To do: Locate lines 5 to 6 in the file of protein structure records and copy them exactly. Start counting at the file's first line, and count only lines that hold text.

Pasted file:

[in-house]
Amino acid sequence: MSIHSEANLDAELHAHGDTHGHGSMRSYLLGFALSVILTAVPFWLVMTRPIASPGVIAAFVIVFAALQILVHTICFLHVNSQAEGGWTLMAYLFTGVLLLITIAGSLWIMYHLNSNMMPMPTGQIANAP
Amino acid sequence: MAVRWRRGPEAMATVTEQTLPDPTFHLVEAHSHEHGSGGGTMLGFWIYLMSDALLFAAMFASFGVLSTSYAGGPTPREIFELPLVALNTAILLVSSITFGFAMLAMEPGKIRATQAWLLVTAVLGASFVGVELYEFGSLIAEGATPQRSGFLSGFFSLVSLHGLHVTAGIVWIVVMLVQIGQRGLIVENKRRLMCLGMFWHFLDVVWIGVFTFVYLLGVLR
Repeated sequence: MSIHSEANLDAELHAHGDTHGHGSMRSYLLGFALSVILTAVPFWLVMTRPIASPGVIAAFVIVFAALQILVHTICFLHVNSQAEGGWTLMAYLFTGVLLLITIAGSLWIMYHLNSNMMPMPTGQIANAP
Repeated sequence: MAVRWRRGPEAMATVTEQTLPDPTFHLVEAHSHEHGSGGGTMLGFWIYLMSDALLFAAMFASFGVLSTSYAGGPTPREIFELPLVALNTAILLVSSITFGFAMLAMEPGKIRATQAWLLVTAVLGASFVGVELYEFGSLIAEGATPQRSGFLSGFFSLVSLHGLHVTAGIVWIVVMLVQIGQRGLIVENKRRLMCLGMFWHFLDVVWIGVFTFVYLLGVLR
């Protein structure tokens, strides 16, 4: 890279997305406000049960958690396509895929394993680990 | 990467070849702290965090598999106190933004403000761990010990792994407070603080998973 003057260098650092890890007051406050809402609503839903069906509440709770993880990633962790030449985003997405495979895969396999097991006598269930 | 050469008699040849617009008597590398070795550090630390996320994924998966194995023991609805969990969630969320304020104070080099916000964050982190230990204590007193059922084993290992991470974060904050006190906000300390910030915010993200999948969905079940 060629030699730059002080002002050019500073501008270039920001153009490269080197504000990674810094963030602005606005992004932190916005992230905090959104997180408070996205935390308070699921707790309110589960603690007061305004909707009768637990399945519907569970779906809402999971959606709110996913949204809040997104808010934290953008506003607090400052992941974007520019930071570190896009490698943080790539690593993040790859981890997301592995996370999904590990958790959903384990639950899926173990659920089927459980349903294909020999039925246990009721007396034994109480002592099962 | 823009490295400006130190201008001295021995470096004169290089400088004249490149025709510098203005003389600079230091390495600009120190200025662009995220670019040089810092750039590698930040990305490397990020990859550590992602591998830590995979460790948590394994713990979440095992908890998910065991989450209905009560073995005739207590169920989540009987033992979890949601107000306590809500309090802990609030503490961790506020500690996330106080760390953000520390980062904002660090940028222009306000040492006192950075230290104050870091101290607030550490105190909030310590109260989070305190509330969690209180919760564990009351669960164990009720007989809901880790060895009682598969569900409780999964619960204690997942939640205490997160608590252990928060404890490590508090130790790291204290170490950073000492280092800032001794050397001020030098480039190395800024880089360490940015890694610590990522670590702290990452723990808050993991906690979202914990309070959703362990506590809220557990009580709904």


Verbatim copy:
Repeated sequence: MAVRWRRGPEAMATVTEQTLPDPTFHLVEAHSHEHGSGGGTMLGFWIYLMSDALLFAAMFASFGVLSTSYAGGPTPREIFELPLVALNTAILLVSSITFGFAMLAMEPGKIRATQAWLLVTAVLGASFVGVELYEFGSLIAEGATPQRSGFLSGFFSLVSLHGLHVTAGIVWIVVMLVQIGQRGLIVENKRRLMCLGMFWHFLDVVWIGVFTFVYLLGVLR
């Protein structure tokens, strides 16, 4: 890279997305406000049960958690396509895929394993680990 | 990467070849702290965090598999106190933004403000761990010990792994407070603080998973 003057260098650092890890007051406050809402609503839903069906509440709770993880990633962790030449985003997405495979895969396999097991006598269930 | 050469008699040849617009008597590398070795550090630390996320994924998966194995023991609805969990969630969320304020104070080099916000964050982190230990204590007193059922084993290992991470974060904050006190906000300390910030915010993200999948969905079940 060629030699730059002080002002050019500073501008270039920001153009490269080197504000990674810094963030602005606005992004932190916005992230905090959104997180408070996205935390308070699921707790309110589960603690007061305004909707009768637990399945519907569970779906809402999971959606709110996913949204809040997104808010934290953008506003607090400052992941974007520019930071570190896009490698943080790539690593993040790859981890997301592995996370999904590990958790959903384990639950899926173990659920089927459980349903294909020999039925246990009721007396034994109480002592099962 | 823009490295400006130190201008001295021995470096004169290089400088004249490149025709510098203005003389600079230091390495600009120190200025662009995220670019040089810092750039590698930040990305490397990020990859550590992602591998830590995979460790948590394994713990979440095992908890998910065991989450209905009560073995005739207590169920989540009987033992979890949601107000306590809500309090802990609030503490961790506020500690996330106080760390953000520390980062904002660090940028222009306000040492006192950075230290104050870091101290607030550490105190909030310590109260989070305190509330969690209180919760564990009351669960164990009720007989809901880790060895009682598969569900409780999964619960204690997942939640205490997160608590252990928060404890490590508090130790790291204290170490950073000492280092800032001794050397001020030098480039190395800024880089360490940015890694610590990522670590702290990452723990808050993991906690979202914990309070959703362990506590809220557990009580709904």